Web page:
Somnambulant. adjective \säm-ˈnam-byə-lənt\
Someone in my Twitter feed used that word just now to describe the Marc Jaobs spring/summer 2015 presentation. I was thinking surreal but somnambulant is really much more accurate.
Let me describe the setting for you. Think pink. Everything. The seats. The square runway. The open space in the middle of runway contained a pink house, with pink windows, a pink roof, and pink steps, and a fuzzy pink lawn. At each seat were a pair of Dr. Dre headphones. The soundtrack was a mixture of cello, spoken voice, and ambient sound.
Into this setting walked an army of models, each wearing a coal black wig with bangs that fell just below her eyebrows. IMG model Joan Smalls is the first to appear dressed in a dark, musty blue minimalist tunic dress belted at the middle. Honestly, I thought for a moment Marc might be setting us up for a prisoner of war story. The second look was similar, done in olive drab. Look number three took on a much more miltary look with oversized cargo pockets and very large and round brass buttons. Look close and see that this look is actually a one-piece. Tailoring at the waist gives the false appearance of a cropped jacket, but it’s not real. The legs come down about midcalf where the wide look covers black boots.
This is how Marc Jacobs sees next spring. Look after look develops along this very utilitarian theme. Dress and skirt lengths move up and down, some surprisingly short while many playing with the mid-calf look that has been so popular this season.
Looks don’t stay static. Starting with the ninth look, Jacobs adds three button-sized holes punched just above the left breast, right where a military officer would wear their medals and ribbons. Almost ten looks later, a single embroidered flower plays along the hem of a smock top. Fabrics move from matte to shiny and the rounded “button” look becomes a decorative object used creatively in different ways on each garment. One knitted sweater may or may not have had sleeves; even looking at pictures after the fact I’m not sure.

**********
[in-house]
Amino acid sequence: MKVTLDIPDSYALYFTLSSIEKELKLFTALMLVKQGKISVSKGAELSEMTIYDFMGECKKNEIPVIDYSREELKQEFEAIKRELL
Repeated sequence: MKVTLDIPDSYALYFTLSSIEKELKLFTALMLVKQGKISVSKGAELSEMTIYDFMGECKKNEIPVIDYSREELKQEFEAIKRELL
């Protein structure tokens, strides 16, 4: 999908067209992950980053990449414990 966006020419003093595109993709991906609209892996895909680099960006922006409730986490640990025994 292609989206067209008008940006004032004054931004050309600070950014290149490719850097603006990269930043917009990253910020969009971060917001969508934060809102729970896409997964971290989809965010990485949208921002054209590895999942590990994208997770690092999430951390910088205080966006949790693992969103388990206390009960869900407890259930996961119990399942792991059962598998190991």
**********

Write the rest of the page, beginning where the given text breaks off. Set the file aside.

Polka dots of various size and, let’s call those round things bubbles, dominate the second half of the looks giving them a much more heavily decorated appearance despite maintaining the same general tone and silhouettes of the early looks. In the middle are a handful of looks that are almost mainstream, with cutouts at the waist just like in other collections. Yet, even those still carry Jacob’s distinctive style.
Viewing the whole collection, as we did this evening, is a bit unsettling. Viewing the pieces individually is much more calm experience and makes it easier to appreciate just how appealing they are. The garments are roomy, sometimes excessively so. Waist lines generally run lower. There might be a temptation to look at this as a casual collection, but the fabrics and stitching are much too nice for that. One will pay good money for these clothes, and deservedly so. This is a luxury line and it shows in the details.
While there aren’t a lot of accessories with this collection, what Marc did include were big hits before they even made it around the runway. Over sized bags are of sufficient size to, at least theoretically, carry a toddler. Whether carried in the hand or worn like a backpack, these will sail off store shelves. Then, there’s the shoes. While a few looks were given black boots, and I might have seen a few low heels, most the looks were given a therapeutic sandal similar to that made popular by Dr. Scholl’s, except done in crushed velvet. Comfort definitely rules the day.
Oh, and if you see someone claiming Marc sent his models down the runway with no makeup, feel free to call them out. Makeup was done by the NARS Cosmetics team out of their flagship store in New York. Yes, they wore makeup. So there.
We expect something different, something more advanced from Marc Jacobs and once again he delivered in a strong and powerful way, wrapping up this season of New York Fashion Week in spectacular fashion.
Now, everyone run for the airport. London Fashion Week starts in nine hours. See you there!
Photo credit: Gianni Pucci